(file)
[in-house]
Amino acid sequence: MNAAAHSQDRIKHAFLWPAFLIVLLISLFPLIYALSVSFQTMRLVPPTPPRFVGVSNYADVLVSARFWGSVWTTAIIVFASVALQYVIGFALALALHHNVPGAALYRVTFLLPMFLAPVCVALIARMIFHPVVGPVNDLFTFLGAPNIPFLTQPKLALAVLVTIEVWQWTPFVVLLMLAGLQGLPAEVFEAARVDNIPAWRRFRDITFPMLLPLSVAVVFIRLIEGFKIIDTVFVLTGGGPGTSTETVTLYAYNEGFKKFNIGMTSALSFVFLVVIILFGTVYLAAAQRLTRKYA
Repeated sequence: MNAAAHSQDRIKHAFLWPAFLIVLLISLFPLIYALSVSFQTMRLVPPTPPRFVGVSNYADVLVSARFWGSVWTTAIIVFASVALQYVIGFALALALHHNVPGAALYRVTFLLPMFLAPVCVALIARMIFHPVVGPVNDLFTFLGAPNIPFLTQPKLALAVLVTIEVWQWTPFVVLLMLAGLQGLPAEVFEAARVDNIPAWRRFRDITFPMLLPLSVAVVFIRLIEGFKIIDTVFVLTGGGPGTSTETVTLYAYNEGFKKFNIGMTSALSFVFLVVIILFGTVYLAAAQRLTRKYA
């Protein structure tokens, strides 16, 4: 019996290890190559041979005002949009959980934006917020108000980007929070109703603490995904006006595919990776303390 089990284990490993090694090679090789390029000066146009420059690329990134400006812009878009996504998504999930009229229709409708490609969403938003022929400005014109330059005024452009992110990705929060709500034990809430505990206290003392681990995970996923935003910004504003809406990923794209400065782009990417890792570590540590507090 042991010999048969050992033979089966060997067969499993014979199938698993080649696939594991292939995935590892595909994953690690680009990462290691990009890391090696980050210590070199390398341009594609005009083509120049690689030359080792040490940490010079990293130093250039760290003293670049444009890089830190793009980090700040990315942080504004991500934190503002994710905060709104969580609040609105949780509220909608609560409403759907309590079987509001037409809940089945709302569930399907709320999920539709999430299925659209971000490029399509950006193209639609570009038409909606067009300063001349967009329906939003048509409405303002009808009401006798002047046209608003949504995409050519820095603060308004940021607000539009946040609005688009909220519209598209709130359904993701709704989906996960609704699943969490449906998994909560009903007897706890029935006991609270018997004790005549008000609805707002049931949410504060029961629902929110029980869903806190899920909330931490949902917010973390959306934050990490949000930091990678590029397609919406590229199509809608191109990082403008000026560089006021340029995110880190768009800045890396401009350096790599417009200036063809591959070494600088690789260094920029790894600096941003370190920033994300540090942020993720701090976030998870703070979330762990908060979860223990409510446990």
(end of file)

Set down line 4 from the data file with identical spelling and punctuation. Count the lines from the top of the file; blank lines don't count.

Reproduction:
């Protein structure tokens, strides 16, 4: 019996290890190559041979005002949009959980934006917020108000980007929070109703603490995904006006595919990776303390 089990284990490993090694090679090789390029000066146009420059690329990134400006812009878009996504998504999930009229229709409708490609969403938003022929400005014109330059005024452009992110990705929060709500034990809430505990206290003392681990995970996923935003910004504003809406990923794209400065782009990417890792570590540590507090 042991010999048969050992033979089966060997067969499993014979199938698993080649696939594991292939995935590892595909994953690690680009990462290691990009890391090696980050210590070199390398341009594609005009083509120049690689030359080792040490940490010079990293130093250039760290003293670049444009890089830190793009980090700040990315942080504004991500934190503002994710905060709104969580609040609105949780509220909608609560409403759907309590079987509001037409809940089945709302569930399907709320999920539709999430299925659209971000490029399509950006193209639609570009038409909606067009300063001349967009329906939003048509409405303002009808009401006798002047046209608003949504995409050519820095603060308004940021607000539009946040609005688009909220519209598209709130359904993701709704989906996960609704699943969490449906998994909560009903007897706890029935006991609270018997004790005549008000609805707002049931949410504060029961629902929110029980869903806190899920909330931490949902917010973390959306934050990490949000930091990678590029397609919406590229199509809608191109990082403008000026560089006021340029995110880190768009800045890396401009350096790599417009200036063809591959070494600088690789260094920029790894600096941003370190920033994300540090942020993720701090976030998870703070979330762990908060979860223990409510446990």